A second Arizona resident was "presumptively" diagnosed earlier last week. Those cases have been sent to the federal Centers for Disease Control for confirmation, health officials said. That case is a 20-year-old Maricopa County man who was "not hospitalized and is recovering at home," officials said Tuesday.

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No positive coronavirus tests in Pima County

Friday, Pima County officials said that while there have been some patients tested here, there have not been any confirmed or presumptive positive COVID-19 tests here.

"There is no current positive test for coronavirus in Pima County," chief county spokesman Mark Evans said flatly, pushing back at rumors circulating that a patient at a Tucson hospital has been diagnosed.

Saying he had confirmed his information with county Chief Medical Officer Dr. Francisco Garcia and Dr. Bob England, interim director of the Pima County Health Department, Evans said that there have been no presumptive positive tests here, either.

Tests done at the state level are being confirmed with another test by the CDC if they are presumptively positive, officials have said.

'Be alert, not anxious' & 'Stay home if you're sick'

Pima County officials downplayed any thought of closing schools and calling off events here.

"There have been calls by some in our community to close schools, shutter businesses, or cancel events because of the mere threat of the virus coming to Pima County, not just when (and it's likely going to be when, not if) there is a confirmed case here," said County Administrator Chuck Huckelberry in a memo of the Board of Supervisors. "Doing so will only cause severe economic and social disruption beyond what we will already experience and will have little to no effect on containing the spread of this virus."

"We do not close schools due to the flu, and we are going through a pretty bad flu season currently, and we should not close schools and the like for COVID-19," he said.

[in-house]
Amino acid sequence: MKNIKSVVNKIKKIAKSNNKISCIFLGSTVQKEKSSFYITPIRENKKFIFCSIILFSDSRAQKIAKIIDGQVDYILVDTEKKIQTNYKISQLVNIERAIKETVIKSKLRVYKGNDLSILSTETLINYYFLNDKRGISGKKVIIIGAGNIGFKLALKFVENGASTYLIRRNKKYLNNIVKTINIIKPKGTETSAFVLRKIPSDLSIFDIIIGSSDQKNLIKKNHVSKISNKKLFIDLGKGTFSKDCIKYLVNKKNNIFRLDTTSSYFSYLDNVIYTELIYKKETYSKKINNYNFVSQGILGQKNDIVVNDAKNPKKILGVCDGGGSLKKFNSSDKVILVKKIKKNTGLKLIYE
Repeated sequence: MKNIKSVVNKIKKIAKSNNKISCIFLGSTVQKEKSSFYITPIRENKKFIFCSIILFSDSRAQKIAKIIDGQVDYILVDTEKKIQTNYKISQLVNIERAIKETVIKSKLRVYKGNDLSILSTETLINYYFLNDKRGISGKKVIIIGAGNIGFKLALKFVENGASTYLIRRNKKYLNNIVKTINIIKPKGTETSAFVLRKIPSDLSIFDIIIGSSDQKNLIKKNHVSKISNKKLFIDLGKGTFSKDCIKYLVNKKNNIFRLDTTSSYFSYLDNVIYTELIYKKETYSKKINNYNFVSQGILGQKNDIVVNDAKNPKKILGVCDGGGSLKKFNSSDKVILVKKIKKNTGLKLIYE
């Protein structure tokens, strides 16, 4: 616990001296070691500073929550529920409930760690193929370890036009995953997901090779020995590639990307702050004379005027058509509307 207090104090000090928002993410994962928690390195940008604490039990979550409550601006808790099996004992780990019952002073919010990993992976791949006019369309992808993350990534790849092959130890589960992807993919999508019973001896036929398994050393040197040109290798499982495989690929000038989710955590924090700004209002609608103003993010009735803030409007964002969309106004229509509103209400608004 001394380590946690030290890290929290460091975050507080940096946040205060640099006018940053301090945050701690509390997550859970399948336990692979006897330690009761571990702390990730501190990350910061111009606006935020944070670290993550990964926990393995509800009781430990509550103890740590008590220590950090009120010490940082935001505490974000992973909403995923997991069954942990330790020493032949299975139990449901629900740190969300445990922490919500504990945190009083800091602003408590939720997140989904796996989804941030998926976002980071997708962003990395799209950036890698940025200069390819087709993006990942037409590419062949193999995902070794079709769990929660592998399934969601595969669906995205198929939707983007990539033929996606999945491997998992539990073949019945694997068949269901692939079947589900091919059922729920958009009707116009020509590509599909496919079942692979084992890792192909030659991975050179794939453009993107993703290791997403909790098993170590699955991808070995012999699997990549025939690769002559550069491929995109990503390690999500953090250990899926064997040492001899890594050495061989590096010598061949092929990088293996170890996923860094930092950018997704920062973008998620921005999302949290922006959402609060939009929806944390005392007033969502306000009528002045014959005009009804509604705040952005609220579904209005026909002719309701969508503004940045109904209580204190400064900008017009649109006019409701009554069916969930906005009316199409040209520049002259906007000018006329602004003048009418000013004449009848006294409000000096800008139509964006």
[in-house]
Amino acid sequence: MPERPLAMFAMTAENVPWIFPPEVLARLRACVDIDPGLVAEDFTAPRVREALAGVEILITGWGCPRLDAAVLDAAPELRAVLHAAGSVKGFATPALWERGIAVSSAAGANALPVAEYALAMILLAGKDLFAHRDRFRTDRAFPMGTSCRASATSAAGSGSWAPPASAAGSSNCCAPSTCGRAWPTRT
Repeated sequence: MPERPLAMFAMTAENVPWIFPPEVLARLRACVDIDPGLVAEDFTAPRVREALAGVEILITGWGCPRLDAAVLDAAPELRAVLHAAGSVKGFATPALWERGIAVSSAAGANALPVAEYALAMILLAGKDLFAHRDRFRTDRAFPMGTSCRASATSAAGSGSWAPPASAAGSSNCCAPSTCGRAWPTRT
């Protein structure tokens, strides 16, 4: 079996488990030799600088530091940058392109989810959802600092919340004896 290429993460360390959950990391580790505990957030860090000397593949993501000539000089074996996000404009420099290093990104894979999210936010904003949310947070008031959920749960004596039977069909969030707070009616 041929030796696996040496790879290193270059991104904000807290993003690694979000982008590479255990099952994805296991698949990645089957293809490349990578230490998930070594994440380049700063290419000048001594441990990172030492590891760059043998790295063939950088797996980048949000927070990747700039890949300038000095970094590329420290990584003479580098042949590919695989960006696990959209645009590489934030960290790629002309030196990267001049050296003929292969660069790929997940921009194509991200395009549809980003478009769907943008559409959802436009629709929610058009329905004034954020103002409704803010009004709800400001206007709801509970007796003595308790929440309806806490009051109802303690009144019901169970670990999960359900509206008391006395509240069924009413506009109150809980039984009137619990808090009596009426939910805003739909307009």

Huckelberry said the county is "prepared for changes as the situation evolves."

Seven regional health providers joined Pima County in issuing a joint statement late Friday afternoon, urging a measured public response to the coronavirus.

'One of the worst things we can do is over-react.'

"Though the virus is quite contagious, the vast majority of infections are mild – sometimes asymptomatic – and not typically lethal (deadly). COVID-19 is most dangerous for many of the same people who are most at risk for the flu: older adults and those with chronic disease," said the statement, which was backed by Tucson Medical Center, Carondelet Health Network, University of Arizona Health Sciences Center, Arizona Community Physicians, El Rio Health, Marana Health Center and Desert Senita Community Health Center.

The health care providers supported the county's position on closing schools and calling off events.

"One of the worst things we can do is over-react," Pima County's Dr. England said in a video update posted on Facebook. "COVID- 19, once it's widespread, will feel to all of us something like a bad flu season."

"It's really contagious, it'll spread among us, but only certain people are most likely to get into severe trouble from it," he said. "Same as with the flu: older adults, people with chronic heart and lung disease, people with diabetes, are the most at risk."

"The best thing we can do to protect the most vulnerable is to do the things we all know already to slow down the spread of that virus: Wash your hands frequently, keep your hands away from your face, avoid sick people if you can," he said.

"And stay home if you're sick," he emphasized. "Please don't go to work and don't send your kids to school if you're sick."

"The COVID-19 outbreak is rapidly evolving and based on events in other states, we expect additional cases and community spread in Arizona," Dr. Cara Christ, director of the Arizona Department of Health Services, said in a news release Friday.

"Keeping Arizonans safe and healthy is our number-one priority and we are confident the public health system in Arizona is well prepared to respond to the COVID-19 outbreak," Christ said.

The first case of coronavirus in Arizona was determined in late January. That patient, described by officials as a "member of the Arizona State University community," has recovered and is no longer infected with the disease.

COVID-19 is believed to spread mostly through respiratory droplets produced when a sick person coughs or sneezes. Signs and symptoms of COVID-19 include fever, cough, and shortness of breath. The best way to prevent COVID-19 and other respiratory diseases is to: